This was an important achievement for the Zionist movement, a cause for celebration and a foundational part of Israel’s history and its legitimacy. But the resolution was not the decisive factor in Israel’s birth. More crucial was the reality on the ground. By the time the United Nations passed the resolution, the foundations for a Jewish state were in place. Jews living in Palestine “had achieved a critical developmental and demographic mass,” as the historian Benny Morris recently explained. They were ready and determined. A United Nations resolution was just icing the cake.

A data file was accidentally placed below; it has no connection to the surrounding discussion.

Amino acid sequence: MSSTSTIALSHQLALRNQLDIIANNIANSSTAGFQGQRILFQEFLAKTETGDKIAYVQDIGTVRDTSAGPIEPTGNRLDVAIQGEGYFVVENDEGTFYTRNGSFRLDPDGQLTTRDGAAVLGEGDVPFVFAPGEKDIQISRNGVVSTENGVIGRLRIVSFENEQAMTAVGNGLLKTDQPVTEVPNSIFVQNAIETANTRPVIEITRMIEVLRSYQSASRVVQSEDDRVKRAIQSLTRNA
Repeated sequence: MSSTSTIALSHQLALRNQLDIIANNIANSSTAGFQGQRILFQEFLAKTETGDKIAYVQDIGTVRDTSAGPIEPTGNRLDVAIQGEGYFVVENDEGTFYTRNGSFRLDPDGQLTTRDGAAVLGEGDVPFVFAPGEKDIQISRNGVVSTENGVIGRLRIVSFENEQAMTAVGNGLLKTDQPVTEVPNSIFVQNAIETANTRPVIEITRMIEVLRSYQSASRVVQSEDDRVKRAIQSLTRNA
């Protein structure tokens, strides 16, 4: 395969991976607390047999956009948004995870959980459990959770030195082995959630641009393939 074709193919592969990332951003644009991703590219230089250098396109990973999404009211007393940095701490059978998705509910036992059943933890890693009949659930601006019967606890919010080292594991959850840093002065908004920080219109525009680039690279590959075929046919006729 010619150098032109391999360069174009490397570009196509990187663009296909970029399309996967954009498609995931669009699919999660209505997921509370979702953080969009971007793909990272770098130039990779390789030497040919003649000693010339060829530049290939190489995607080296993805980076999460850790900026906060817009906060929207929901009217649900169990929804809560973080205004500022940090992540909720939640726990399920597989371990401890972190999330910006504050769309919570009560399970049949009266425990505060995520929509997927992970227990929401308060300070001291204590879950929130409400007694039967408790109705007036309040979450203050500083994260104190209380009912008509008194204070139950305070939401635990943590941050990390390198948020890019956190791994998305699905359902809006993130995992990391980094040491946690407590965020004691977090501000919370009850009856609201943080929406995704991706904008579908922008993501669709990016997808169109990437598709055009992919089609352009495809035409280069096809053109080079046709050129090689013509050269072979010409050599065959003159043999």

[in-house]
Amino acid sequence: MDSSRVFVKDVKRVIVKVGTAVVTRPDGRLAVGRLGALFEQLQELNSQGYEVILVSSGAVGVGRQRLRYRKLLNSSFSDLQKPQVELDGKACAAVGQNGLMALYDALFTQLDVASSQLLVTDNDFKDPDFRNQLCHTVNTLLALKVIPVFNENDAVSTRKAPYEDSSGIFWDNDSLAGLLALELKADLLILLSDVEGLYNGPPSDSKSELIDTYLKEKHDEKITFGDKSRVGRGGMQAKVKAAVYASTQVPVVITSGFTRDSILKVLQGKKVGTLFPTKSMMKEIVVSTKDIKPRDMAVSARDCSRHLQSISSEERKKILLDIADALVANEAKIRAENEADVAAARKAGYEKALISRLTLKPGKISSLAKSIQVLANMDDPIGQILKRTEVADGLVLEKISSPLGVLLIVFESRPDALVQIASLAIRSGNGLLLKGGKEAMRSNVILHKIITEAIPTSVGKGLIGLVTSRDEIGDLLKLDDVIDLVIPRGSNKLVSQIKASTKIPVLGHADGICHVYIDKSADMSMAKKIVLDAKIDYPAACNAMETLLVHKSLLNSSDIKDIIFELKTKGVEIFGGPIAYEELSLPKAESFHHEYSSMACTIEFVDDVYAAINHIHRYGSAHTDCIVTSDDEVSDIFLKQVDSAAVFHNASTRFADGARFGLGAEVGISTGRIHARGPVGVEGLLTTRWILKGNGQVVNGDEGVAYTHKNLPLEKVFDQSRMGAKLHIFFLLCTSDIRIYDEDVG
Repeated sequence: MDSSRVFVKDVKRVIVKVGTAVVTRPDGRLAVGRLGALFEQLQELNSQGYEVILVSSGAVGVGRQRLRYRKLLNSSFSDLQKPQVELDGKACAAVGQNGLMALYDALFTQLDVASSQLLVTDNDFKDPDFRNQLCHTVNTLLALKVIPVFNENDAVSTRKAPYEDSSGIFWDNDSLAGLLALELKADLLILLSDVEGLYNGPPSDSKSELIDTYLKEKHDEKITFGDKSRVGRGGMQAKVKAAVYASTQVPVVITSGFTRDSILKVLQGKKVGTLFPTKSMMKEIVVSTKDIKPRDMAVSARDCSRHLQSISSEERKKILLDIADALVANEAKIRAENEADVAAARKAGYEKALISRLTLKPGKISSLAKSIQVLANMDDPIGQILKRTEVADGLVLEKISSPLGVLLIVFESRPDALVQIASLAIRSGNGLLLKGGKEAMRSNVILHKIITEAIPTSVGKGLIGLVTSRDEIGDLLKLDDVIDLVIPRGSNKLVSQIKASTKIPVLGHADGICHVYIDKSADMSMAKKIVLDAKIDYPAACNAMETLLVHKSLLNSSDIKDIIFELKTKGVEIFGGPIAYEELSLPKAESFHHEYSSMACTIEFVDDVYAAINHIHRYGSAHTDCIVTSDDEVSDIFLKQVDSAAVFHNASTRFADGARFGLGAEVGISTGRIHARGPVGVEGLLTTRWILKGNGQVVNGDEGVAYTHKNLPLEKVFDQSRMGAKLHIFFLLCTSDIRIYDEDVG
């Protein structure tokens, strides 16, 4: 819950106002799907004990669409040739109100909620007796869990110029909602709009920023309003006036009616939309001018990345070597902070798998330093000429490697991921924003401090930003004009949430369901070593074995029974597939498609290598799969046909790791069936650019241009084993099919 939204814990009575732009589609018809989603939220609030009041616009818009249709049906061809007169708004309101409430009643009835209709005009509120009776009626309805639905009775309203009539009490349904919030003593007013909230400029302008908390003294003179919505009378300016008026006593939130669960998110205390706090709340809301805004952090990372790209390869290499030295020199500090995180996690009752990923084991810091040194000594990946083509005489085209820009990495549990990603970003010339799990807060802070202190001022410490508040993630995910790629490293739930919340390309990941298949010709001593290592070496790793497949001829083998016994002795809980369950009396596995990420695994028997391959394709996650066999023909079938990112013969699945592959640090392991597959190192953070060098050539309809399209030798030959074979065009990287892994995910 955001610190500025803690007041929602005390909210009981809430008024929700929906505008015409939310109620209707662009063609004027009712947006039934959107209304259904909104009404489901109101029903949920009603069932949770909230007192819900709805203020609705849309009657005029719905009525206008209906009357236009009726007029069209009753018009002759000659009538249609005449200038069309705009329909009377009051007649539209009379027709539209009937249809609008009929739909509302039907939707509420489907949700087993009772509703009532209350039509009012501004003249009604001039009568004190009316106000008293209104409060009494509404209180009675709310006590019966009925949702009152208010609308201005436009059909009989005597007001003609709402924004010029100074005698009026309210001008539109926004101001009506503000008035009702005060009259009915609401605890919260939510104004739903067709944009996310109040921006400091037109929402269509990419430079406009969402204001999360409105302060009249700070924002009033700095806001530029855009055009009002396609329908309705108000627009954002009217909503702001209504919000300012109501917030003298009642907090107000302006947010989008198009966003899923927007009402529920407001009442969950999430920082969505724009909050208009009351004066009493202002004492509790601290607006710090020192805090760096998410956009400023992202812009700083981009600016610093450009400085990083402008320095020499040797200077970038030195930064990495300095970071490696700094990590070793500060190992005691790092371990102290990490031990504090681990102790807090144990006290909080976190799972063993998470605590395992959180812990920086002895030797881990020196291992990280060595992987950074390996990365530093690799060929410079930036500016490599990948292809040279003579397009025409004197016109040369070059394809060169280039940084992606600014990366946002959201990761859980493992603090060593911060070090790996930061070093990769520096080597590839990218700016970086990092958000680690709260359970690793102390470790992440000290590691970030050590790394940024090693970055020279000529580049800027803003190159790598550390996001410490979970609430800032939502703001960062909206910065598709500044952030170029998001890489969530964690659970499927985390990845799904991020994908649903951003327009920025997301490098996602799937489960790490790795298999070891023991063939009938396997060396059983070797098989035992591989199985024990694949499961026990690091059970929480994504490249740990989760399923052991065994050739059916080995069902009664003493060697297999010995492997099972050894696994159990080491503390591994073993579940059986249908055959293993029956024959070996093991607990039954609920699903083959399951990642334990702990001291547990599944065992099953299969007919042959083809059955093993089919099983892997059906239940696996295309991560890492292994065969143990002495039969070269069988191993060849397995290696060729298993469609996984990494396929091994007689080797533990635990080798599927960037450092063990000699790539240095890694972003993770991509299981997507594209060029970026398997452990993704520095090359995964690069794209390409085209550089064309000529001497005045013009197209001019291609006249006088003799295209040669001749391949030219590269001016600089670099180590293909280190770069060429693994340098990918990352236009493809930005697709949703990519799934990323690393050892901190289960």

Similarly, Jerusalem is unmistakably Israel’s capital, whether outsiders accept this fact or not. That’s not to say there aren’t challenges to this reality: The international community is not yet ready to accept it and the Palestinians claim that the city is theirs. The demographic realities are, indeed, tricky. About a third of the city’s residents are Arab. Nonetheless, the facts are the facts.